Kris Richardson is no philosopher, but he can talk the part.
He’s the football coach at Folsom High School, one of the region’s most prolific prep programs. In explaining how the Bulldogs sustain their remarkable staying power, Richardson insists one cannot settle for mediocrity or dare slow down in a fast-forward game.
“You stay the same, if you don’t outwork everyone else, don’t improve, don’t strive to get better, you’re going to get caught – and then passed,” said Richardson, whose teams have been top ranked by The Bee since the start of the 2012 season, a run of 62 weeks. “A rolling stone gathers no moss, so we’ve got to keep this baby rolling.”
It’s rolling at a record rate.
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Success and a good culture, it’s natural to us, and we get used to winning, but we also work really hard for it.
Folsom quarterback Joe Curry
The true measurement of a powerhouse program is often determined by winning streaks. The Bulldogs have won a record 50 consecutive games against Sac-Joaquin Section opponents. They also have won 46 regular-season games in a row – another section record – and gone an amazing 59-3 since 2012. The three losses came in the CIF NorCal championship game, twice to nationally renowned De La Salle.
Through it all, Folsom remains humble with players and coaches not making a habit of discussing their success.
Folsom graduated all but one starter from its 16-0 CIF State championship team in 2014 and went 14-1 last season. The lone returnee was offensive tackle Jonah Williams, who will start at Alabama as a freshman this season.
The Bulldogs’ only loss last season came in the final seconds to Bellarmine of San Jose in the NorCal final, snapping a 43-game home winning streak, second best in area history behind Nevada Union’s 46-game run that ended in 1995.
Folsom returned four starters this season, plugging in five new offensive linemen, two new running backs, a new quarterback and a host of new defenders. The Bulldogs still looked sharp in last week’s season opener, defeating Idaho power Coeur d’Alene 55-36 after leading 41-16 at halftime. Joe Curry passed for 564 yards and had six first-half touchdown passes, four to Drake Stallworth.
Next for Folsom on Friday is No. 5 Jesuit, where the school’s rooting section – nicknamed the “Galley Crew” – chanted, “We want Folsom!” late in the Marauders’ 28-10 season-opening win over Granite Bay last week.
“We’ve got a great opponent in Jesuit, and they want a piece of Folsom, so we have to show up and give it right back to them,” Richardson said. “Everyone comes after you when you’re rolling like this.”
Richardson appreciates the longstanding success because he remembers the program 10 years ago, when back-to-back victories warranted a celebration.
“I’m aware of the (50-0 streak), but it means nothing if we lose the next game,” Richardson said. “Our whole focus – and this is what makes us – is improving each day. We’re not buying time to another section championship. We put the work in. It’s a grind, and you’ve got to embrace the grind of high school football, because if you don’t embrace it, then you won’t be great.”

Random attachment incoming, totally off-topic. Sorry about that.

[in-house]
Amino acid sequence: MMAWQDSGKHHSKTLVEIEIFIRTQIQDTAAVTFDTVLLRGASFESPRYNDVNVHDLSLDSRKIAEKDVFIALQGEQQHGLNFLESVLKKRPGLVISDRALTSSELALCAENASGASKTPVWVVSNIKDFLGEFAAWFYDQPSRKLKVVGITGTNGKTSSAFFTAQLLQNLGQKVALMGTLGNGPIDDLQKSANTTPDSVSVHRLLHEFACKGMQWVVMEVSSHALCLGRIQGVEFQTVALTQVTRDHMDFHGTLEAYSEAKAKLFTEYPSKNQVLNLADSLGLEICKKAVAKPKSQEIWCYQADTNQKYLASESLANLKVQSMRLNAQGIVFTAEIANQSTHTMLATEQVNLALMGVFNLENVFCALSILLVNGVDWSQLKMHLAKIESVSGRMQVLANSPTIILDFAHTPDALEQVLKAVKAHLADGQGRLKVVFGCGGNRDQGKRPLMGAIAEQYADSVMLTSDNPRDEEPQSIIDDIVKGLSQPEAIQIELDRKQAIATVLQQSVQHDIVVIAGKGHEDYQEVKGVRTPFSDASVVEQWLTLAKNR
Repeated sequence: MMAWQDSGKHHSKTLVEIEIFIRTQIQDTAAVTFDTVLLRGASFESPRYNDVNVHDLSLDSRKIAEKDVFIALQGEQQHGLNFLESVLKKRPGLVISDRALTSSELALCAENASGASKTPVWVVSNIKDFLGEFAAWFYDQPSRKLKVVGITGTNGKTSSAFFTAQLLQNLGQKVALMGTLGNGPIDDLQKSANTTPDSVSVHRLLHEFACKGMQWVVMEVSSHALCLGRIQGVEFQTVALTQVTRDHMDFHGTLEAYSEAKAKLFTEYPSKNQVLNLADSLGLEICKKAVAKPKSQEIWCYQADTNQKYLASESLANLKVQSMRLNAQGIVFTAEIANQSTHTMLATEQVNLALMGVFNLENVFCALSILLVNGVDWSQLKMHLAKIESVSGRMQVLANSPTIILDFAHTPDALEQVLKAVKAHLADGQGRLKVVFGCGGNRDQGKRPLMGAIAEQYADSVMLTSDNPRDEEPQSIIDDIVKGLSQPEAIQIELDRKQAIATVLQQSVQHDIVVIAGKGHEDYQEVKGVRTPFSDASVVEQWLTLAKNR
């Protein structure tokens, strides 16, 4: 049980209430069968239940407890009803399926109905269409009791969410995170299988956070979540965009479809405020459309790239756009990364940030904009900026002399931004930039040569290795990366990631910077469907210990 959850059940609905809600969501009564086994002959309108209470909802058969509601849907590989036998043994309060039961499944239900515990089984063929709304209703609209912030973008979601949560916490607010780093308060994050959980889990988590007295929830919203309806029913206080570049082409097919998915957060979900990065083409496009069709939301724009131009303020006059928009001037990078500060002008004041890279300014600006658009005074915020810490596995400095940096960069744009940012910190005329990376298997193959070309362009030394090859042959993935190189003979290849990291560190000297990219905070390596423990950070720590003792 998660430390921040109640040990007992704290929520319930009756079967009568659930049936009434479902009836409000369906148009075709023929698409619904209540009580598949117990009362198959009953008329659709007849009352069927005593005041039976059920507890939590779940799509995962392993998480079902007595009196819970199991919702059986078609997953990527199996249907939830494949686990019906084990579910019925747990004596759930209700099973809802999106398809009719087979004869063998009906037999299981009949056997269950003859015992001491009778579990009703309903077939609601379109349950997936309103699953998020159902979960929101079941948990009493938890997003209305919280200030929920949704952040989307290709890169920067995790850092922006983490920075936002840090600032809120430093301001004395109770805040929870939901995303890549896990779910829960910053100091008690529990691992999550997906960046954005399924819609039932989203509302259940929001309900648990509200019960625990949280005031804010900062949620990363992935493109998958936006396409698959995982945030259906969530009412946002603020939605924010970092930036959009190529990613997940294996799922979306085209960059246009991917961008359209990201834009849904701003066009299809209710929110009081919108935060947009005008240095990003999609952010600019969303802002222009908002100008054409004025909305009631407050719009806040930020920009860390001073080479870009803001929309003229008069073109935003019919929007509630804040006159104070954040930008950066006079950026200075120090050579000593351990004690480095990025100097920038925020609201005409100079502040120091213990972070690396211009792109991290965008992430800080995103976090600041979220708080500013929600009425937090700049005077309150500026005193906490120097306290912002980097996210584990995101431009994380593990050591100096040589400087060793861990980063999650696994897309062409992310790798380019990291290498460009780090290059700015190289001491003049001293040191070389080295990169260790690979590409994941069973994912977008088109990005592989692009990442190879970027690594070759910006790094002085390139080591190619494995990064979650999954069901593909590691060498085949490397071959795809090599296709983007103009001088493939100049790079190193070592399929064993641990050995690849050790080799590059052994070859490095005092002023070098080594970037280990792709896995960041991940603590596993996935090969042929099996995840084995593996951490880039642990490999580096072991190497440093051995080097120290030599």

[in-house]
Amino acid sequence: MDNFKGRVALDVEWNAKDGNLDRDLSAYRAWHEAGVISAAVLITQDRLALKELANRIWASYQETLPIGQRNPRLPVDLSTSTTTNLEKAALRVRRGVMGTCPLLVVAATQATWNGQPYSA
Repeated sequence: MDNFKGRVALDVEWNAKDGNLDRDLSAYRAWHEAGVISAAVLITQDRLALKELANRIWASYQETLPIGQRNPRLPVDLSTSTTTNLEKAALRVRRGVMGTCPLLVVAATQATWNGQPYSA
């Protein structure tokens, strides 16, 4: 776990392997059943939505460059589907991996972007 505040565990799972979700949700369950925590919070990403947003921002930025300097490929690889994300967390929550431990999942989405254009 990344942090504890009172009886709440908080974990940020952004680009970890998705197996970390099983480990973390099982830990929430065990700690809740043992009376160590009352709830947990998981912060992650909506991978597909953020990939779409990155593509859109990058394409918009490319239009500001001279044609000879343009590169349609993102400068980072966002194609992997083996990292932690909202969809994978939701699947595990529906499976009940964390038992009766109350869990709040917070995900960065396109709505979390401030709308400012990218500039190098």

If we beat them, then we know our program is going in the right direction. If we get blown out, then we know we’ve got a lot of work to do. It’s a win-win.
Jesuit coach Marlon Blanton, whose team faces Folsom on Friday
Curry strives to be great. He grew up admiring Folsom’s star quarterbacks. And he understands the burden is on him and his teammates to keep the Bulldogs rolling.
“Success and a good culture, it’s natural to us, and we get used to winning, but we also work really hard for it,” Curry said.
The challenge for the opposition is keeping pace with Folsom, which stretches foes with spread formations, throwing to receivers running short wheel routes or over the middle or deep downfield. Jesuit quarterback Calvin Brownholtz embraces Friday’s opportunity.
“I have a lot of respect for Folsom, because they’re very disciplined, very good,” he said. “And 50-0 is a very impressive number. They’re just a powerhouse. We’re on that path to being a good team, so this is a big game for us to see where we are.”
Jesuit coach Marlon Blanton can speak of sustained success. He played at De La Salle, which once won 151 consecutive games, a streak that ended in 2004. The Spartans own a 272-game unbeaten streak against NorCal teams since 1991.
“Our coach, Bob Ladouceur, said winning like that was a blessing and a curse, and you have to be on your game all the time,” Blanton said. “Did we like it? Yeah! We loved it. You kidding me? But there’s no rest after taking someone’s best shot.
“That’s why we’re excited to play Folsom. We know of the 50-0. I think it’s awesome. If we beat them, then we know our program is going in the right direction. If we get blown out, then we know we’ve got a lot of work to do. It’s a win-win.”